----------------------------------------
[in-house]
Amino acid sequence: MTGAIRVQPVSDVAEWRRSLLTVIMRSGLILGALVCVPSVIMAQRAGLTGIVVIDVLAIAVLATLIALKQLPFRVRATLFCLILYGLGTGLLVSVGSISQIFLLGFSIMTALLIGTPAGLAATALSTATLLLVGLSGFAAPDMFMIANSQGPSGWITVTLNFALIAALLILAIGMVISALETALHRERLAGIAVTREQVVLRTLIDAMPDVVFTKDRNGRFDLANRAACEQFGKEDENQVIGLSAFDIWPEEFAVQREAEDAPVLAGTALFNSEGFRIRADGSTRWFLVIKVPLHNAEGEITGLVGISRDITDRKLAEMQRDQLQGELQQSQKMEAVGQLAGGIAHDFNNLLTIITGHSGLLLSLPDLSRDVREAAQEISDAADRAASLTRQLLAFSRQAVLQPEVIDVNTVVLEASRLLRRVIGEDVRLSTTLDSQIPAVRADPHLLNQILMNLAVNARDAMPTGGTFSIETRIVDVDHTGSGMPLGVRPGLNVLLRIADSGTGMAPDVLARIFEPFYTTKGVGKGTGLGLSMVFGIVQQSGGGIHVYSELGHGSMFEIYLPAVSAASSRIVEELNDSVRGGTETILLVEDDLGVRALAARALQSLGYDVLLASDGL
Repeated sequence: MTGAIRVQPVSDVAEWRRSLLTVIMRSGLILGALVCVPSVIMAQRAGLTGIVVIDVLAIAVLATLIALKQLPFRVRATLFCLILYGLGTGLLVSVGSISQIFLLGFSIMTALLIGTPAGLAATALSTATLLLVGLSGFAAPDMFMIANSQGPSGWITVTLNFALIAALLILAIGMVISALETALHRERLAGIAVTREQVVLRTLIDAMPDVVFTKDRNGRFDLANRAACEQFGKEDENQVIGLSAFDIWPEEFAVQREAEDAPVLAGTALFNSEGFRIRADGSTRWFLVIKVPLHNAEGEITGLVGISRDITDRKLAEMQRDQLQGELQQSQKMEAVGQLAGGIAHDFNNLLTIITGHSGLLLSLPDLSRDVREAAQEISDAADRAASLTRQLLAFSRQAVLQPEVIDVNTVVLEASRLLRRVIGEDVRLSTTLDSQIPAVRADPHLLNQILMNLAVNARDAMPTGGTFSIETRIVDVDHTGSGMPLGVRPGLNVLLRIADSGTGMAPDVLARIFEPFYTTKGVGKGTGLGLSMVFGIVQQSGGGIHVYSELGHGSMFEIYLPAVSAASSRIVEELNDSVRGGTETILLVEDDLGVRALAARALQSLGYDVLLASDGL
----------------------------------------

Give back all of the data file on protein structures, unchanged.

[in-house]
Amino acid sequence: MTGAIRVQPVSDVAEWRRSLLTVIMRSGLILGALVCVPSVIMAQRAGLTGIVVIDVLAIAVLATLIALKQLPFRVRATLFCLILYGLGTGLLVSVGSISQIFLLGFSIMTALLIGTPAGLAATALSTATLLLVGLSGFAAPDMFMIANSQGPSGWITVTLNFALIAALLILAIGMVISALETALHRERLAGIAVTREQVVLRTLIDAMPDVVFTKDRNGRFDLANRAACEQFGKEDENQVIGLSAFDIWPEEFAVQREAEDAPVLAGTALFNSEGFRIRADGSTRWFLVIKVPLHNAEGEITGLVGISRDITDRKLAEMQRDQLQGELQQSQKMEAVGQLAGGIAHDFNNLLTIITGHSGLLLSLPDLSRDVREAAQEISDAADRAASLTRQLLAFSRQAVLQPEVIDVNTVVLEASRLLRRVIGEDVRLSTTLDSQIPAVRADPHLLNQILMNLAVNARDAMPTGGTFSIETRIVDVDHTGSGMPLGVRPGLNVLLRIADSGTGMAPDVLARIFEPFYTTKGVGKGTGLGLSMVFGIVQQSGGGIHVYSELGHGSMFEIYLPAVSAASSRIVEELNDSVRGGTETILLVEDDLGVRALAARALQSLGYDVLLASDGL
Repeated sequence: MTGAIRVQPVSDVAEWRRSLLTVIMRSGLILGALVCVPSVIMAQRAGLTGIVVIDVLAIAVLATLIALKQLPFRVRATLFCLILYGLGTGLLVSVGSISQIFLLGFSIMTALLIGTPAGLAATALSTATLLLVGLSGFAAPDMFMIANSQGPSGWITVTLNFALIAALLILAIGMVISALETALHRERLAGIAVTREQVVLRTLIDAMPDVVFTKDRNGRFDLANRAACEQFGKEDENQVIGLSAFDIWPEEFAVQREAEDAPVLAGTALFNSEGFRIRADGSTRWFLVIKVPLHNAEGEITGLVGISRDITDRKLAEMQRDQLQGELQQSQKMEAVGQLAGGIAHDFNNLLTIITGHSGLLLSLPDLSRDVREAAQEISDAADRAASLTRQLLAFSRQAVLQPEVIDVNTVVLEASRLLRRVIGEDVRLSTTLDSQIPAVRADPHLLNQILMNLAVNARDAMPTGGTFSIETRIVDVDHTGSGMPLGVRPGLNVLLRIADSGTGMAPDVLARIFEPFYTTKGVGKGTGLGLSMVFGIVQQSGGGIHVYSELGHGSMFEIYLPAVSAASSRIVEELNDSVRGGTETILLVEDDLGVRALAARALQSLGYDVLLASDGL